Turla Group, the Gazer Backdoor, and WhiteBear Activity
This week, two security researchers published reports relating to well-known cyberespionage APT group,Turla.
Security researchers from ESET, an IT security company based in Slovakia, wrote about a previously undocumented backdoor called Gazer which appears to be the latest tool used in an ongoing cyberespionage campaign targeting embassies and ministries of foreign affairs this year.
Moscow-based Kaspersky Lab’s Securelist recently publicly released a report documenting cyberespionage activity it has codenamed “WhiteBear.” The Kaspersky report states that WhiteBear is likely “a parallel project or second stage” that “has overlap with other Turla campaigns” and shares infrastructure overlap and code artifacts with Turla. This report also notes a shift in targets around June 2017 when the previously narrow target of embassies and related organizations expanded to include unnamed “defense-related organizations.”
Turla is known for its highly specific targeting of embassies, consulates, or ministries of foreign affairs around the world. The majority of targets are in Southeastern Europe and former Soviet states, but targets throughout Europe, Asia and South America were also compromised in 2016.
Who is Turla?
Turla is thought to be a well-established cyber espionage group, active since at least 2015, but possibly active since 2011 or before. Security researchers earlier this year speculated on links that may tie the Turla group to the Moonlight Maze espionage operations targeting US government agencies from 1998-1999. Turla is believed to be a Russia-based, Russian-language threat group at least partly sponsored by the Russian government.
According to Kaspersky, “Turla, also known as Snake or Uroboros is one of the most sophisticated ongoing cyber-espionage campaigns.” ESET calls Turla “a notorious group that has been targeting governments, government officials and diplomats for years. They are known to run watering hole and spearphising campaigns to better pinpoint their targets.”
Turla is thought to be related to the Russian APT group Sofacy, also known as FancyBear. Sofacy is the group accused of being the source of the 2016 Democratic National Committee hacks.
Why has Gazer been attributed to Turla?
A pattern of techniques used by Turla in the past is also used with Gazer. The initial infection is thought to employ spearphising. A malicious email attachment delivers the first-stage backdoor, called Skipper (used previously by Turla). The Skipper backdoor calls the second-stage backdoor, Gazer. Previously, the Carbon or Kazuar backdoors were used in place of Gazer, indicating the Gazer may be the latest development used to update a continuing campaign. The second-stage backdoor receives encrypted instruction from command and control servers using compromised, but legitimate, websites as proxies. Infection allows for full remote code execution and activity monitoring by operators.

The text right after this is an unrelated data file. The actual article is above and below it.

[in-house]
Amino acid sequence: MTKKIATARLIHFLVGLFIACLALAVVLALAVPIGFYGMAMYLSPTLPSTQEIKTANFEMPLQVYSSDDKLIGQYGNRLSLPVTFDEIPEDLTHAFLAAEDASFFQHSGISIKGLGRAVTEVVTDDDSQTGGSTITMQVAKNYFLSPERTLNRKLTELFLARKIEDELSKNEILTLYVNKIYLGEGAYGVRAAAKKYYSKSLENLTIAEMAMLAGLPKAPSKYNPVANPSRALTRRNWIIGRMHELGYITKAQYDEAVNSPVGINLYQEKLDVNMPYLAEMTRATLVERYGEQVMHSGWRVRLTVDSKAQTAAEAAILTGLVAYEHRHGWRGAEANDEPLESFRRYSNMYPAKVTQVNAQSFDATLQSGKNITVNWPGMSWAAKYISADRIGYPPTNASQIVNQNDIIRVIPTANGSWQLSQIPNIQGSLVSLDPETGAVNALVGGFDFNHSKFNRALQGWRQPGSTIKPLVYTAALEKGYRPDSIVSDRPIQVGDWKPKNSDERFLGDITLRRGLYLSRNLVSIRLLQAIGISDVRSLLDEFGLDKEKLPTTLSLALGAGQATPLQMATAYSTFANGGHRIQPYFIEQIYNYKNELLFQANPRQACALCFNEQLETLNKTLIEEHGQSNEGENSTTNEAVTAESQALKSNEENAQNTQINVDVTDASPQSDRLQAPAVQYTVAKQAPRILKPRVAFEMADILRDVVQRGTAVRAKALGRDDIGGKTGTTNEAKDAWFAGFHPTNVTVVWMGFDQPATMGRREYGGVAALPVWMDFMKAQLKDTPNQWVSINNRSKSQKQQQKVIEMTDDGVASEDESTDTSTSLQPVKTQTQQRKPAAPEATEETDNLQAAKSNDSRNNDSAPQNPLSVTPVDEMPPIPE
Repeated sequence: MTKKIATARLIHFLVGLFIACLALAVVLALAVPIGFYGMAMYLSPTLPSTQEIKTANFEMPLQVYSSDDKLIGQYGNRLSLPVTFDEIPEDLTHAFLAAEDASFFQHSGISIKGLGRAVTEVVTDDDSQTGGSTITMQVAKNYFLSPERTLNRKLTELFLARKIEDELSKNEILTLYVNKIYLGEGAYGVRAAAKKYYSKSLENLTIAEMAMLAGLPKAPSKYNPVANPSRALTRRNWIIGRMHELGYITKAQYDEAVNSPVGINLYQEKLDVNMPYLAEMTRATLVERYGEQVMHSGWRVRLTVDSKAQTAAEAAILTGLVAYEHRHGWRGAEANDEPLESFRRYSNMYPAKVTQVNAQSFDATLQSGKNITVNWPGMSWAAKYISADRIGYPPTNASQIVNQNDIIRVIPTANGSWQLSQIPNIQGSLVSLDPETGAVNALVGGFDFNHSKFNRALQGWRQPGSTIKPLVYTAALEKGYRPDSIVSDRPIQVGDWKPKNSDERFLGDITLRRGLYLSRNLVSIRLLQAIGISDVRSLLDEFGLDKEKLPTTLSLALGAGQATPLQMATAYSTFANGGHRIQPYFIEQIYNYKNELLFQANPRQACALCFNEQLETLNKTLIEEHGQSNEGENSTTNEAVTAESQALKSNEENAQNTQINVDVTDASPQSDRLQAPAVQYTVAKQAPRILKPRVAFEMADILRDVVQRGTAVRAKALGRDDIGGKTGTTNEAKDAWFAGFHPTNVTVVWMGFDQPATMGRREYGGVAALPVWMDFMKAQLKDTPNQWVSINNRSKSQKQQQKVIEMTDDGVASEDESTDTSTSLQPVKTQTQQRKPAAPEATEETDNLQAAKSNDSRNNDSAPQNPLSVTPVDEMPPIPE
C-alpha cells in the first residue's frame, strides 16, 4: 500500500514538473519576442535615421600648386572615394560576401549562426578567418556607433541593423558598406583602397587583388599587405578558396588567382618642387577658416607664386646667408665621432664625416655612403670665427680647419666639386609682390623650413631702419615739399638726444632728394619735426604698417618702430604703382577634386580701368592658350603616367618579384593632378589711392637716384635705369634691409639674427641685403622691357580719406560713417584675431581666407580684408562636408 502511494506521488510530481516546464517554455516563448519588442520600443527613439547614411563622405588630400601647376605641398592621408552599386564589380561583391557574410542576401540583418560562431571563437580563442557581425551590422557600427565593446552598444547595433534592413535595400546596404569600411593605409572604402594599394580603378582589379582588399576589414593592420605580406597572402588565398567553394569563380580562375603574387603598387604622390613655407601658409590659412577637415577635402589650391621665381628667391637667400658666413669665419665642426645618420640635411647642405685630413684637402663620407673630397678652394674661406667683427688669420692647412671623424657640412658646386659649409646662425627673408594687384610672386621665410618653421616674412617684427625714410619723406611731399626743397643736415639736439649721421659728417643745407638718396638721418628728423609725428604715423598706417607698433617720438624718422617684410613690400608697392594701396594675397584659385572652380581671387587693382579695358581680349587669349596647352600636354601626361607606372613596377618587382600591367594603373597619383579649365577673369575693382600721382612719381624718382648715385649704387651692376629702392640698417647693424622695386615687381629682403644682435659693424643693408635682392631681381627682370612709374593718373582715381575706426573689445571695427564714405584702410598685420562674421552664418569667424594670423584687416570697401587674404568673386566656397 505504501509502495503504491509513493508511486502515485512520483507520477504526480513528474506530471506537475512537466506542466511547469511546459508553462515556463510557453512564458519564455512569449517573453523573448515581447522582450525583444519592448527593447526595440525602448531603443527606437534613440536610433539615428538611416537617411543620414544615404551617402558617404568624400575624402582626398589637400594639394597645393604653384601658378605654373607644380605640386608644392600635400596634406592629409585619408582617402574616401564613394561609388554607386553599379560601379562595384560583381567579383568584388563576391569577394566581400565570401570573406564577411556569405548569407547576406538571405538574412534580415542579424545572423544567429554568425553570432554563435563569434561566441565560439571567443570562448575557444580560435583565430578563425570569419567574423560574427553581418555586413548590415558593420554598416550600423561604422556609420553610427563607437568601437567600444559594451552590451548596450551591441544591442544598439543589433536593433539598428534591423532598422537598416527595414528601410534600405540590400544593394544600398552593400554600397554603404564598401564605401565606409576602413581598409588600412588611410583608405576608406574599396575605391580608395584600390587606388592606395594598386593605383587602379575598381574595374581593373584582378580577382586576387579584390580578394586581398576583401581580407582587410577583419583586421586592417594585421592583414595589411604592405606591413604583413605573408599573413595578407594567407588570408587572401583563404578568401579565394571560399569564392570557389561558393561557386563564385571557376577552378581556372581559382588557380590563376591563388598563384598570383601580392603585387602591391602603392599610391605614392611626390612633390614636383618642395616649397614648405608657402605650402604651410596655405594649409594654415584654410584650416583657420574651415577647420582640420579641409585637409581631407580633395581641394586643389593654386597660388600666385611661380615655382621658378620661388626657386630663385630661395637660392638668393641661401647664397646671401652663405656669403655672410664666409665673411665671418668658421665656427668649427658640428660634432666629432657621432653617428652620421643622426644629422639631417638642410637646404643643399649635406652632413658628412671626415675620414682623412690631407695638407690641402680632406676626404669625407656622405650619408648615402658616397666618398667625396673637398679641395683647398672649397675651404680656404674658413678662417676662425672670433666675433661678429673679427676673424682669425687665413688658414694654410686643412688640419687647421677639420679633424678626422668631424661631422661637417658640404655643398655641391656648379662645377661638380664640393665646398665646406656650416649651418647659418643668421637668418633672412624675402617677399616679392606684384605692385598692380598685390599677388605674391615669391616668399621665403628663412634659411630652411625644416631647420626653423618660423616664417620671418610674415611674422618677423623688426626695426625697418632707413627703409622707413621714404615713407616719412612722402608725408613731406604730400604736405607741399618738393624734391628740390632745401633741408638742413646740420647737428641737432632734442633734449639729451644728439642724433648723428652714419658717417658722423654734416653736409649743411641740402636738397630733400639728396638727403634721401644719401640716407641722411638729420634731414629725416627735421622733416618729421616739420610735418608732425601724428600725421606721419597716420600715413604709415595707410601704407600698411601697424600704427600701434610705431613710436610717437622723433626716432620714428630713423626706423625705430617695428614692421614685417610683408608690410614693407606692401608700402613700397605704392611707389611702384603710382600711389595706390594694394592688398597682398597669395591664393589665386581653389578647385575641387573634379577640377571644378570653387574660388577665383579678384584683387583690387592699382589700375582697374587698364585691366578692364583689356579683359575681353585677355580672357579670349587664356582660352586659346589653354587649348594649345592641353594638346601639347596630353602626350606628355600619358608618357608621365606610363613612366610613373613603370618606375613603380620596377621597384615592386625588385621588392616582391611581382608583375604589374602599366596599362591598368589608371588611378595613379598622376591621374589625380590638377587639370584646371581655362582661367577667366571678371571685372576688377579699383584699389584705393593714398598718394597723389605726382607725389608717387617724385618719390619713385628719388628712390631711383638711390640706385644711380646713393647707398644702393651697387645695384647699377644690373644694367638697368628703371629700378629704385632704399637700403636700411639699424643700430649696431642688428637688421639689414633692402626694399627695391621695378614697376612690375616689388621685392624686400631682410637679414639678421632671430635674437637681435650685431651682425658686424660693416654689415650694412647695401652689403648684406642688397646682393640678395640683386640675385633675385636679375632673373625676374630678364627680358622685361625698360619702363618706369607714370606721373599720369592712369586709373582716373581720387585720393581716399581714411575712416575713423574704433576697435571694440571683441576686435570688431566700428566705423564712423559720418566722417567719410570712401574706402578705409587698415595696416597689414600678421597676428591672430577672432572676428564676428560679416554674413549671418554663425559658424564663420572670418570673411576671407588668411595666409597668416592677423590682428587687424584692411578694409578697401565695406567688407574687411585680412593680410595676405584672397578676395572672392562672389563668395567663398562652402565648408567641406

Similarities of targets and methods of delivery and anti-detection led ESET researchers to connect or attribute this malware to Turla “with high confidence.”
Why is Gazer’s use by Turla significant?
- The Gazer backdoor is considered to be highly sophisticated, stealthy, and persistent.
- Gazer code is being closely maintained and updated. The most recent version differs from previous versions where strings have been changed and video game references have been inserted throughout the code. These modifications make it more difficult to track and stop the malware even after it has been identified.
- This new backdoor malware is just the latest update in a long-running cyberespionage campaign targeting embassies and diplomatic organizations indicating that this campaign remains active and is evolving.
- The scope of targeted organizations may be expanding to include defense organizations. This shift may indicate a new phase in Turla’s cyberoperations.
- Turla is a well-known and established APT group in the cyberespionage field that may have been conducting reconnaissance operations against government or diplomatic targets for years and possibly decades.
We must consider what the end goal could be for Turla group or those sponsoring the group– beyond the information gathering. Once the group gains access to embassy computers, we can assume they will seek out individual user credentials and network administrator credentials. Will those credentials be used only in cyberespionage or will this access be used to possibly alter or interfere with diplomatic communications?
Kaspersky Lab, Securelist, Introducing WhiteBear
ESET, Welivesecurity.com, Gazing at Gazer: Turla’s new second stage backdoor (PDF)
Graham Cluley, Welivesecurity.com, New ESET research uncovers Gazer, the stealthy backdoor that spies on embassies
Threatpost, Russian-Speaking Turla Joins APT Elite
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